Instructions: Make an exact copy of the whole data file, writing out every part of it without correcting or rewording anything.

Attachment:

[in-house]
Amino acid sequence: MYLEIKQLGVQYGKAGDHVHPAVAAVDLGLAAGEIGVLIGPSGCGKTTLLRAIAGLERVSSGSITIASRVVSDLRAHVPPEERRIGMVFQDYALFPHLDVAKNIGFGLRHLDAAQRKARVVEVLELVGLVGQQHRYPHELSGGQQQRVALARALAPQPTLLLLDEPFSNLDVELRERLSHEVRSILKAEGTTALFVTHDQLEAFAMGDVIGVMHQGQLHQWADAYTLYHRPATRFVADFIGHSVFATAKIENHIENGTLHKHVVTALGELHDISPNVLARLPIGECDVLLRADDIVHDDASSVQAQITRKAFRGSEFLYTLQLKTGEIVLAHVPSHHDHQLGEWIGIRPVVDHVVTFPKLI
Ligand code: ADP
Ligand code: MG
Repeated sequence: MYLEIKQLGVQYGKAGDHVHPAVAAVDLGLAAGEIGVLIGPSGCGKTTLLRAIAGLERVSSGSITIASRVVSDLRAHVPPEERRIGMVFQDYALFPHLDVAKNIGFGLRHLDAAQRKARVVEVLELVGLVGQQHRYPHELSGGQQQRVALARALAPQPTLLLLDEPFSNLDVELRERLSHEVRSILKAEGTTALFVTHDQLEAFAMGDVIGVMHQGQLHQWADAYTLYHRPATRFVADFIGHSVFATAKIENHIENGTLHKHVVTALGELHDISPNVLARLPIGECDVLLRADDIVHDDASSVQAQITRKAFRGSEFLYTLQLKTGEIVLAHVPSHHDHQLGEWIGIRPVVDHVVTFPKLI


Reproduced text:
[in-house]
Amino acid sequence: MYLEIKQLGVQYGKAGDHVHPAVAAVDLGLAAGEIGVLIGPSGCGKTTLLRAIAGLERVSSGSITIASRVVSDLRAHVPPEERRIGMVFQDYALFPHLDVAKNIGFGLRHLDAAQRKARVVEVLELVGLVGQQHRYPHELSGGQQQRVALARALAPQPTLLLLDEPFSNLDVELRERLSHEVRSILKAEGTTALFVTHDQLEAFAMGDVIGVMHQGQLHQWADAYTLYHRPATRFVADFIGHSVFATAKIENHIENGTLHKHVVTALGELHDISPNVLARLPIGECDVLLRADDIVHDDASSVQAQITRKAFRGSEFLYTLQLKTGEIVLAHVPSHHDHQLGEWIGIRPVVDHVVTFPKLI
Ligand code: ADP
Ligand code: MG
Repeated sequence: MYLEIKQLGVQYGKAGDHVHPAVAAVDLGLAAGEIGVLIGPSGCGKTTLLRAIAGLERVSSGSITIASRVVSDLRAHVPPEERRIGMVFQDYALFPHLDVAKNIGFGLRHLDAAQRKARVVEVLELVGLVGQQHRYPHELSGGQQQRVALARALAPQPTLLLLDEPFSNLDVELRERLSHEVRSILKAEGTTALFVTHDQLEAFAMGDVIGVMHQGQLHQWADAYTLYHRPATRFVADFIGHSVFATAKIENHIENGTLHKHVVTALGELHDISPNVLARLPIGECDVLLRADDIVHDDASSVQAQITRKAFRGSEFLYTLQLKTGEIVLAHVPSHHDHQLGEWIGIRPVVDHVVTFPKLI